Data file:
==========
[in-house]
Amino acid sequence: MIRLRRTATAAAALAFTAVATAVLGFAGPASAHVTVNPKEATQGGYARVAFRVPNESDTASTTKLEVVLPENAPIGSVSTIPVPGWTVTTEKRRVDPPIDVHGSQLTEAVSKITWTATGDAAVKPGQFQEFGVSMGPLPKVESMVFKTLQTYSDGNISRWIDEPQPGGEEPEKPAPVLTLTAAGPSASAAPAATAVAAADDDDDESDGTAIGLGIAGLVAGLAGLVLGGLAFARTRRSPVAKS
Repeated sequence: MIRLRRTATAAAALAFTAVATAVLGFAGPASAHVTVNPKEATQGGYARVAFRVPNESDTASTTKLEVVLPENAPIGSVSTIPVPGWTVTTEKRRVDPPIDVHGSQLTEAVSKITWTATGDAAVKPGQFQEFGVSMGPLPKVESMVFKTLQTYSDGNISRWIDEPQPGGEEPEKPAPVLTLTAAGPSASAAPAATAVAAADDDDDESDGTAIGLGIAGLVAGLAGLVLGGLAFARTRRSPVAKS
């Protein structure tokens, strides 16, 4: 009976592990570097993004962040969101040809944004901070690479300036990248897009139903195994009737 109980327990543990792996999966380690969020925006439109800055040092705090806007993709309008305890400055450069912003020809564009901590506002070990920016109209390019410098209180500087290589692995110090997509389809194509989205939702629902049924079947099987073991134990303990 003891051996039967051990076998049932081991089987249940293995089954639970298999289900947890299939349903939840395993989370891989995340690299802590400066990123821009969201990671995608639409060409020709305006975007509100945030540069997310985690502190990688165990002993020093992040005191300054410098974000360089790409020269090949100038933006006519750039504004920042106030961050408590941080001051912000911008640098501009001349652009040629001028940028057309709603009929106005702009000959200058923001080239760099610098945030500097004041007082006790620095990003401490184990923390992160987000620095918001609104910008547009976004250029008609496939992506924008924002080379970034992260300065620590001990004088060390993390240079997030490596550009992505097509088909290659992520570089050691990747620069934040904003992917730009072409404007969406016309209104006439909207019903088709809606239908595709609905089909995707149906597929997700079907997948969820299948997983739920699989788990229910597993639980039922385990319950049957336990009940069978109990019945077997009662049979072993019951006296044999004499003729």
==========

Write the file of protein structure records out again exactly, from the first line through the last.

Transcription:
[in-house]
Amino acid sequence: MIRLRRTATAAAALAFTAVATAVLGFAGPASAHVTVNPKEATQGGYARVAFRVPNESDTASTTKLEVVLPENAPIGSVSTIPVPGWTVTTEKRRVDPPIDVHGSQLTEAVSKITWTATGDAAVKPGQFQEFGVSMGPLPKVESMVFKTLQTYSDGNISRWIDEPQPGGEEPEKPAPVLTLTAAGPSASAAPAATAVAAADDDDDESDGTAIGLGIAGLVAGLAGLVLGGLAFARTRRSPVAKS
Repeated sequence: MIRLRRTATAAAALAFTAVATAVLGFAGPASAHVTVNPKEATQGGYARVAFRVPNESDTASTTKLEVVLPENAPIGSVSTIPVPGWTVTTEKRRVDPPIDVHGSQLTEAVSKITWTATGDAAVKPGQFQEFGVSMGPLPKVESMVFKTLQTYSDGNISRWIDEPQPGGEEPEKPAPVLTLTAAGPSASAAPAATAVAAADDDDDESDGTAIGLGIAGLVAGLAGLVLGGLAFARTRRSPVAKS
């Protein structure tokens, strides 16, 4: 009976592990570097993004962040969101040809944004901070690479300036990248897009139903195994009737 109980327990543990792996999966380690969020925006439109800055040092705090806007993709309008305890400055450069912003020809564009901590506002070990920016109209390019410098209180500087290589692995110090997509389809194509989205939702629902049924079947099987073991134990303990 003891051996039967051990076998049932081991089987249940293995089954639970298999289900947890299939349903939840395993989370891989995340690299802590400066990123821009969201990671995608639409060409020709305006975007509100945030540069997310985690502190990688165990002993020093992040005191300054410098974000360089790409020269090949100038933006006519750039504004920042106030961050408590941080001051912000911008640098501009001349652009040629001028940028057309709603009929106005702009000959200058923001080239760099610098945030500097004041007082006790620095990003401490184990923390992160987000620095918001609104910008547009976004250029008609496939992506924008924002080379970034992260300065620590001990004088060390993390240079997030490596550009992505097509088909290659992520570089050691990747620069934040904003992917730009072409404007969406016309209104006439909207019903088709809606239908595709609905089909995707149906597929997700079907997948969820299948997983739920699989788990229910597993639980039922385990319950049957336990009940069978109990019945077997009662049979072993019951006296044999004499003729």